Posted on Jun 26, 2021
A statue is being unveiled in honour of a Polish civil servant who saved hundreds of Jewish children from the Warsaw Ghetto during World War Two, the BBC reports.
Employed by the Welfare Department of the Warsaw municipality. After the German occupation, the department continued to take care of the great number of poor and dispossessed people in the city. Irena Sendler took advantage of her job in order to help the Jews.
She managed to obtain a permit from the municipality that enabled her to enter the ghetto to inspect the sanitary conditions.
Once inside the ghetto, she established contact with activists of the Jewish welfare organization and began to help them. She helped smuggle Jews out of the ghetto to the Aryan side and helped set up hiding places for them.
The sculpture of Irena Sendler, who passed away in May 2008, will stand in Newark, Nottinghamshire.
The town has several connections to Poland and plays home to a number of Polish war graves.
Town mayor Lisa Geary said the statue was a "fitting tribute" to Mrs Sendler's "inspirational" life.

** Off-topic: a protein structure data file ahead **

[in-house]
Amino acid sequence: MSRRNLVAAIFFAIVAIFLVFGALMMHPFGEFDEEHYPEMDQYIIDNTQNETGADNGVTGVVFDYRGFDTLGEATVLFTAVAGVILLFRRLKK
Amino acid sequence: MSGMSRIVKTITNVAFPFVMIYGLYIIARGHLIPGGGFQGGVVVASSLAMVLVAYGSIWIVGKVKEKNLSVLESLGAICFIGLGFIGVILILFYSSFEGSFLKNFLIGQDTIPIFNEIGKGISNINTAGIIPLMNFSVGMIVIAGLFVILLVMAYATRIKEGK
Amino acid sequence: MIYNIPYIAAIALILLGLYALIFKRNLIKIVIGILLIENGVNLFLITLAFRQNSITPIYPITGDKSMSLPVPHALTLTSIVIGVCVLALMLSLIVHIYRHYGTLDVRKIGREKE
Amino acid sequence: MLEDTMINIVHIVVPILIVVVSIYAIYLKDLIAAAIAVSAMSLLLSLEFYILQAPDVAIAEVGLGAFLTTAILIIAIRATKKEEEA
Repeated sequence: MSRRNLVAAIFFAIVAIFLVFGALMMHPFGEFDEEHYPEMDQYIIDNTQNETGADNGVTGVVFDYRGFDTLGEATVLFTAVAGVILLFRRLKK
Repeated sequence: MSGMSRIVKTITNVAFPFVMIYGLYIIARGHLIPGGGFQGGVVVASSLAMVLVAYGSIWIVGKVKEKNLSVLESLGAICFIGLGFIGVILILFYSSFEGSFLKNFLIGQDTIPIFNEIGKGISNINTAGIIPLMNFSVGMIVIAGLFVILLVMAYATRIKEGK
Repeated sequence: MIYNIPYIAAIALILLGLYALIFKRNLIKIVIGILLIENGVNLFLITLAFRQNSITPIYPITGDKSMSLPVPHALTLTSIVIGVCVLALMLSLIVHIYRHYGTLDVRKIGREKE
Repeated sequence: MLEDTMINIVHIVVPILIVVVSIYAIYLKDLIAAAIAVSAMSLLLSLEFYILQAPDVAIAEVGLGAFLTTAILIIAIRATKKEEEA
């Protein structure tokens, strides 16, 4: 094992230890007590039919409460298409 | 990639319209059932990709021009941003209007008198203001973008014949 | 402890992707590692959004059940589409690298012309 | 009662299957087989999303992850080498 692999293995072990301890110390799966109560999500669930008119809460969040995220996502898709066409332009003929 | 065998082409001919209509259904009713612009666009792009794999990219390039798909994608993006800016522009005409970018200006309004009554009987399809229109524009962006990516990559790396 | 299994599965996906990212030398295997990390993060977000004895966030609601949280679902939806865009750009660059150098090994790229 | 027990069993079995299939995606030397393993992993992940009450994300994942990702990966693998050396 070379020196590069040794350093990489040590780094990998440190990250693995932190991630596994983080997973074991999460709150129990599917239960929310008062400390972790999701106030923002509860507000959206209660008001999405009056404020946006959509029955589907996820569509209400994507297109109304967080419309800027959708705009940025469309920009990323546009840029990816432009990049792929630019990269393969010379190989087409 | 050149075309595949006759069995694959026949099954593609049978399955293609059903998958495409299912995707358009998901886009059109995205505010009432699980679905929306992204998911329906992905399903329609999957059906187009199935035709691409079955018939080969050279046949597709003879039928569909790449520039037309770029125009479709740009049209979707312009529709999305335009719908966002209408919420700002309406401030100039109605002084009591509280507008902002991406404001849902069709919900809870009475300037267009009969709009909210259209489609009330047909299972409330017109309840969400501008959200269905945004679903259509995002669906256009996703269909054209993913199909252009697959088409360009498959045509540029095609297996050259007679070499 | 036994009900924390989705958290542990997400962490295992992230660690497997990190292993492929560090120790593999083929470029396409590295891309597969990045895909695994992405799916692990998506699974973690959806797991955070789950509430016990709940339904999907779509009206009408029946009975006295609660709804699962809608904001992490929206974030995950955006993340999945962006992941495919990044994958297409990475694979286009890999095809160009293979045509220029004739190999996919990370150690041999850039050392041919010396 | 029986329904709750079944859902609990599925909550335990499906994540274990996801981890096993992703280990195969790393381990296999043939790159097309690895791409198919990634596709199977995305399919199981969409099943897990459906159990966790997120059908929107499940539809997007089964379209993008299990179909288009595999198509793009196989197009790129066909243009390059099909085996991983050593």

During World War Two, Mrs Sendler - also known as Irena Sendlerowa - worked at the Department for Social Welfare and Public Health in German-occupied Poland.
She was part of a network of workers and volunteers in the department who smuggled Jewish children out of the Warsaw Ghetto.
She would provide them with false identity documents and find them shelter with Polish families or in care facilities.
In October 1943 Mrs Sendler was arrested by the Gestapo.
She withstood torture and imprisonment and was sentenced to death but escaped on the day of her scheduled execution after the guards escorting her were bribed.
Ms Geary said: "Newark is honoured to be able to provide a location for this statue which will be a fitting tribute to the life of Irena Sendler.
"Her story is truly inspirational, one of selfless service to others."
The statue will be placed at Fountain Gardens.
Sculptor Andrew Lilley said he had spent six months creating the tribute, which was largely funded by the Institute of Polish Remembrance.
"While I was sculpting I played video recordings of Holocaust survivors sharing their experiences and I took inspiration from an image of a Syrian refugee who was holding a baby," he said.
"I really tried to replicate the stress she would have been under."
The institute offered the statue to Newark, which has a significant number of Polish war graves.
Former Polish prime minister Władysław Sikorski is also buried at Newark Cemetery.
Image (Irena Sendler): by Unknown author - Teresa Prekerowa "Konspiracyjna Rada Pomocy Żydom w Warszawie 1942-1945"( The underground Council to Aid Jews in Warsaw 1942-1945) Warszawa 1982 ISBN 83-06-00622-4. Immediate source: Irena Sendler 1943 (2) online., Public Domain, https://commons.wikimedia.org/...
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